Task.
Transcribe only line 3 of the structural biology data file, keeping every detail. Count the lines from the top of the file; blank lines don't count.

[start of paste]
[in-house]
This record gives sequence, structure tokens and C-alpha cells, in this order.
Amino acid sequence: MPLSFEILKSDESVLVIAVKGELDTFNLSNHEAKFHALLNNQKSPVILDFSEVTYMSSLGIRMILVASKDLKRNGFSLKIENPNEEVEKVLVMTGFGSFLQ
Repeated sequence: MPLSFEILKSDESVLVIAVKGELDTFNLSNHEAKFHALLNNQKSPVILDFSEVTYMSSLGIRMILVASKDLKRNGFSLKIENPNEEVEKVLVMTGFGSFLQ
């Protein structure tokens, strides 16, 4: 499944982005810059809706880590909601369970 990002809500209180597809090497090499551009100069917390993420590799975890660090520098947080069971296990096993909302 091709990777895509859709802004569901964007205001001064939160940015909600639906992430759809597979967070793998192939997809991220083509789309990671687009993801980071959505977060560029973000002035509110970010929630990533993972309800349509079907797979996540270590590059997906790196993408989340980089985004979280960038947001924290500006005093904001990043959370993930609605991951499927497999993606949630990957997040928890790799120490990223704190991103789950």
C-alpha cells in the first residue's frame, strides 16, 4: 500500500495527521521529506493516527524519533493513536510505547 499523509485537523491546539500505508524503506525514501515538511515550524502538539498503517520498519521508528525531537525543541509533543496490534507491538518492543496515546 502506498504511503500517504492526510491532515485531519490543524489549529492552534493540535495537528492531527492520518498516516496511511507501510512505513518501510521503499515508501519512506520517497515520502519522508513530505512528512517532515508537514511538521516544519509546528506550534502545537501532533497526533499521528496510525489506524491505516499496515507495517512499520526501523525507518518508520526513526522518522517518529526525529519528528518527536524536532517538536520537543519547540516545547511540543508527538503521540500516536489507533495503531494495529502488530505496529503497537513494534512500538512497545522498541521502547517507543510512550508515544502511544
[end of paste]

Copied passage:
Amino acid sequence: MPLSFEILKSDESVLVIAVKGELDTFNLSNHEAKFHALLNNQKSPVILDFSEVTYMSSLGIRMILVASKDLKRNGFSLKIENPNEEVEKVLVMTGFGSFLQ